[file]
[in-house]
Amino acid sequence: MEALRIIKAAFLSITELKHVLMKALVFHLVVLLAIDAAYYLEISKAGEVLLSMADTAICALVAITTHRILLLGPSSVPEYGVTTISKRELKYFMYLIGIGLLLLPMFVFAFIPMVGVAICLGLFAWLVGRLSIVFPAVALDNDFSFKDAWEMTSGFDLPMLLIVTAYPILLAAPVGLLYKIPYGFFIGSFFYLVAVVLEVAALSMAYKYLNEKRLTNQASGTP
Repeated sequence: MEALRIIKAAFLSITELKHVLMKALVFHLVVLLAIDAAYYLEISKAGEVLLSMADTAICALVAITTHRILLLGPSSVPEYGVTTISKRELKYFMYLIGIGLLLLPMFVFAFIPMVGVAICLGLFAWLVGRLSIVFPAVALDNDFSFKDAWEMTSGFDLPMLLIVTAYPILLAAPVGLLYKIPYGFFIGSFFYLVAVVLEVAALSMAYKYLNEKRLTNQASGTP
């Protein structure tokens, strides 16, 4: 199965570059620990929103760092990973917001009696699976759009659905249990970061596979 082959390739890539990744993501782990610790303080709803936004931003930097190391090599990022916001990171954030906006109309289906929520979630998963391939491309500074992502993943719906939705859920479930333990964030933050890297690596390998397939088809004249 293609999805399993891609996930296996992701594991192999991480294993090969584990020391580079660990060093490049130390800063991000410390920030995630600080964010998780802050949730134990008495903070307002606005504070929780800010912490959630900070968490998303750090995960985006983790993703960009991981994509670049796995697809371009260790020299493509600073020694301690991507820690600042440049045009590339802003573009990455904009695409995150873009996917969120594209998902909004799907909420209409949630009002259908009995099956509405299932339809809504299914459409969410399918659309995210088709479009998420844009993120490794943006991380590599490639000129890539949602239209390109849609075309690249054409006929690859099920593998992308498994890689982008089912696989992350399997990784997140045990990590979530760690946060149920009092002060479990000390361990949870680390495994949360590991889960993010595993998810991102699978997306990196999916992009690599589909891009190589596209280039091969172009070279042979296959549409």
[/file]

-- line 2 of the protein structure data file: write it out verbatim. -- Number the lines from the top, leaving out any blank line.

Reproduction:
Amino acid sequence: MEALRIIKAAFLSITELKHVLMKALVFHLVVLLAIDAAYYLEISKAGEVLLSMADTAICALVAITTHRILLLGPSSVPEYGVTTISKRELKYFMYLIGIGLLLLPMFVFAFIPMVGVAICLGLFAWLVGRLSIVFPAVALDNDFSFKDAWEMTSGFDLPMLLIVTAYPILLAAPVGLLYKIPYGFFIGSFFYLVAVVLEVAALSMAYKYLNEKRLTNQASGTP